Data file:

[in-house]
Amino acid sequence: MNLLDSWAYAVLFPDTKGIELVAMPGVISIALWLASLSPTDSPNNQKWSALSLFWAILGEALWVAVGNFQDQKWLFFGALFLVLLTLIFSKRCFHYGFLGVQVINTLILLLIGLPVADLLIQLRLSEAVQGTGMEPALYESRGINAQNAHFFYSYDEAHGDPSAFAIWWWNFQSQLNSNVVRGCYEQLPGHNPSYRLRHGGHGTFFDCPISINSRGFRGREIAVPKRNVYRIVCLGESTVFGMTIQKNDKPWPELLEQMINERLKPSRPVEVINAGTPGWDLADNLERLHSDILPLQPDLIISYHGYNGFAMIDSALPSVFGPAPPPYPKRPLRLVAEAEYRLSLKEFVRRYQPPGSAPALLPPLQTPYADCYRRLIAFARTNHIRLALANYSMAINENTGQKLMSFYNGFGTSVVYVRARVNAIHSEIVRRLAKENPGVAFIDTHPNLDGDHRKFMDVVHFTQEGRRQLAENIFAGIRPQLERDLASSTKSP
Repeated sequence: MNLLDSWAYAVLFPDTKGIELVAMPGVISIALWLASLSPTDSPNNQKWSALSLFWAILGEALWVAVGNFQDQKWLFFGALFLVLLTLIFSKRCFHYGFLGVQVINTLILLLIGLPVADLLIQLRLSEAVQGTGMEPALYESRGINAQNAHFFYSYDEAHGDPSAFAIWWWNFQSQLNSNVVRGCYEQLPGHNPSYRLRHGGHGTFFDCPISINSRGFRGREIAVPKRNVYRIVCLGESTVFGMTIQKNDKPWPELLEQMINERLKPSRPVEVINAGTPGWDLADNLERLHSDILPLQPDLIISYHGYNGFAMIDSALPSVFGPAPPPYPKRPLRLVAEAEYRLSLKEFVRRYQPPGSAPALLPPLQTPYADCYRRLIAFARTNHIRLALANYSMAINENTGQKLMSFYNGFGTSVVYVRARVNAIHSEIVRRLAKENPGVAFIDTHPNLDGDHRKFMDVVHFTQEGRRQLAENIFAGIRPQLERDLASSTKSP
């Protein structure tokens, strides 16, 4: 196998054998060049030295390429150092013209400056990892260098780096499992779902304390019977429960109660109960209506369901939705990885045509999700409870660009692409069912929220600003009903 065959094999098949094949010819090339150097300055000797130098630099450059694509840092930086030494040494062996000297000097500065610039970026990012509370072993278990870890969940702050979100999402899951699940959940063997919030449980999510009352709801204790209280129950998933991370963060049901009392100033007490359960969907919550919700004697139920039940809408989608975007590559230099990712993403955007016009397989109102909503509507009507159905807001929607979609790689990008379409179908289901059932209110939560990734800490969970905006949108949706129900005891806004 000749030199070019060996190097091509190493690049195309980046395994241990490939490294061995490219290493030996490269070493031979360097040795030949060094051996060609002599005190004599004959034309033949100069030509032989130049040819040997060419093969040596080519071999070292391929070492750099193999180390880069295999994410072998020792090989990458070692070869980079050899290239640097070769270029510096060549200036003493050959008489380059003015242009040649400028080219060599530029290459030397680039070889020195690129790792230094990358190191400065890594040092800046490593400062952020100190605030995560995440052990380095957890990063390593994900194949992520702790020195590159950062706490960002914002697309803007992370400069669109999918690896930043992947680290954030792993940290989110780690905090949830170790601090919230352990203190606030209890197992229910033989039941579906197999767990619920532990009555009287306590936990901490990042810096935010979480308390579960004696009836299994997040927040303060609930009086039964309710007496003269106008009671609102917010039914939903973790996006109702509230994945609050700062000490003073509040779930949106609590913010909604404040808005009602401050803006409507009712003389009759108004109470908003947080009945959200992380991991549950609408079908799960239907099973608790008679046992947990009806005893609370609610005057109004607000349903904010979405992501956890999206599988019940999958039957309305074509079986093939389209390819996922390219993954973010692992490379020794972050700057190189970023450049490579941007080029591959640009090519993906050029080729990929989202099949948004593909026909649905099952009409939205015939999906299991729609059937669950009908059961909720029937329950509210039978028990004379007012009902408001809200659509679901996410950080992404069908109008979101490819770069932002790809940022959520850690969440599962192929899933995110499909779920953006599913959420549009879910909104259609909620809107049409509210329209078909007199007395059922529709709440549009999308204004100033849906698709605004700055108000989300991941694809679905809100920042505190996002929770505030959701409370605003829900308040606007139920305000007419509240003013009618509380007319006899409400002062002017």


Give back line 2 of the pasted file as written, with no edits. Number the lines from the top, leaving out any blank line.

Amino acid sequence: MNLLDSWAYAVLFPDTKGIELVAMPGVISIALWLASLSPTDSPNNQKWSALSLFWAILGEALWVAVGNFQDQKWLFFGALFLVLLTLIFSKRCFHYGFLGVQVINTLILLLIGLPVADLLIQLRLSEAVQGTGMEPALYESRGINAQNAHFFYSYDEAHGDPSAFAIWWWNFQSQLNSNVVRGCYEQLPGHNPSYRLRHGGHGTFFDCPISINSRGFRGREIAVPKRNVYRIVCLGESTVFGMTIQKNDKPWPELLEQMINERLKPSRPVEVINAGTPGWDLADNLERLHSDILPLQPDLIISYHGYNGFAMIDSALPSVFGPAPPPYPKRPLRLVAEAEYRLSLKEFVRRYQPPGSAPALLPPLQTPYADCYRRLIAFARTNHIRLALANYSMAINENTGQKLMSFYNGFGTSVVYVRARVNAIHSEIVRRLAKENPGVAFIDTHPNLDGDHRKFMDVVHFTQEGRRQLAENIFAGIRPQLERDLASSTKSP